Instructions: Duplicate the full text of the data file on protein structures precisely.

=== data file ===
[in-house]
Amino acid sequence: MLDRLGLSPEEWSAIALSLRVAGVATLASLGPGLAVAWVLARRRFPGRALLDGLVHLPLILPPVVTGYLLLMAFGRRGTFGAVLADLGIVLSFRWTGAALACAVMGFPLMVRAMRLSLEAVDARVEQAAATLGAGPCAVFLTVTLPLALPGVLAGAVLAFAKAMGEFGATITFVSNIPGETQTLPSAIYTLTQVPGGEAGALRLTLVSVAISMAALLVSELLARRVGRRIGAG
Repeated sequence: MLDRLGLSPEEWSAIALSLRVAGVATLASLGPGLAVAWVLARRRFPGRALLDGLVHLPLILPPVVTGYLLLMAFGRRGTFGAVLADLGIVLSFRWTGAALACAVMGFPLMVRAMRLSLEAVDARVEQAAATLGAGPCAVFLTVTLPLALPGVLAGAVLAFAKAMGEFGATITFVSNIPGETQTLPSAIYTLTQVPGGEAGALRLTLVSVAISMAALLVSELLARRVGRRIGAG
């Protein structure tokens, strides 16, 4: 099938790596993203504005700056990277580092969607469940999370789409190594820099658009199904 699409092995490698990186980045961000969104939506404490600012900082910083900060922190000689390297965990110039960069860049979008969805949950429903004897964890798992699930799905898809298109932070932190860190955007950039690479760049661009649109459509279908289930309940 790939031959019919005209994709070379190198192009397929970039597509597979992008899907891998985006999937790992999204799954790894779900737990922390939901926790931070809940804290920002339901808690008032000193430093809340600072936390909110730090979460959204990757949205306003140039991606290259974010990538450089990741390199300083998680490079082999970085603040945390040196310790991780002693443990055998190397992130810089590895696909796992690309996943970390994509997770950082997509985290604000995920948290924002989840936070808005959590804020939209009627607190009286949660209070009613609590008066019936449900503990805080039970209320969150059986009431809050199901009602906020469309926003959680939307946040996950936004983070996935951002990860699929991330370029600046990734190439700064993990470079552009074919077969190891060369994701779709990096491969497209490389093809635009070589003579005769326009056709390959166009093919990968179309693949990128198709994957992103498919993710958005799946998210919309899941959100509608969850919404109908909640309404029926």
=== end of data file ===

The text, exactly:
[in-house]
Amino acid sequence: MLDRLGLSPEEWSAIALSLRVAGVATLASLGPGLAVAWVLARRRFPGRALLDGLVHLPLILPPVVTGYLLLMAFGRRGTFGAVLADLGIVLSFRWTGAALACAVMGFPLMVRAMRLSLEAVDARVEQAAATLGAGPCAVFLTVTLPLALPGVLAGAVLAFAKAMGEFGATITFVSNIPGETQTLPSAIYTLTQVPGGEAGALRLTLVSVAISMAALLVSELLARRVGRRIGAG
Repeated sequence: MLDRLGLSPEEWSAIALSLRVAGVATLASLGPGLAVAWVLARRRFPGRALLDGLVHLPLILPPVVTGYLLLMAFGRRGTFGAVLADLGIVLSFRWTGAALACAVMGFPLMVRAMRLSLEAVDARVEQAAATLGAGPCAVFLTVTLPLALPGVLAGAVLAFAKAMGEFGATITFVSNIPGETQTLPSAIYTLTQVPGGEAGALRLTLVSVAISMAALLVSELLARRVGRRIGAG
């Protein structure tokens, strides 16, 4: 099938790596993203504005700056990277580092969607469940999370789409190594820099658009199904 699409092995490698990186980045961000969104939506404490600012900082910083900060922190000689390297965990110039960069860049979008969805949950429903004897964890798992699930799905898809298109932070932190860190955007950039690479760049661009649109459509279908289930309940 790939031959019919005209994709070379190198192009397929970039597509597979992008899907891998985006999937790992999204799954790894779900737990922390939901926790931070809940804290920002339901808690008032000193430093809340600072936390909110730090979460959204990757949205306003140039991606290259974010990538450089990741390199300083998680490079082999970085603040945390040196310790991780002693443990055998190397992130810089590895696909796992690309996943970390994509997770950082997509985290604000995920948290924002989840936070808005959590804020939209009627607190009286949660209070009613609590008066019936449900503990805080039970209320969150059986009431809050199901009602906020469309926003959680939307946040996950936004983070996935951002990860699929991330370029600046990734190439700064993990470079552009074919077969190891060369994701779709990096491969497209490389093809635009070589003579005769326009056709390959166009093919990968179309693949990128198709994957992103498919993710958005799946998210919309899941959100509608969850919404109908909640309404029926």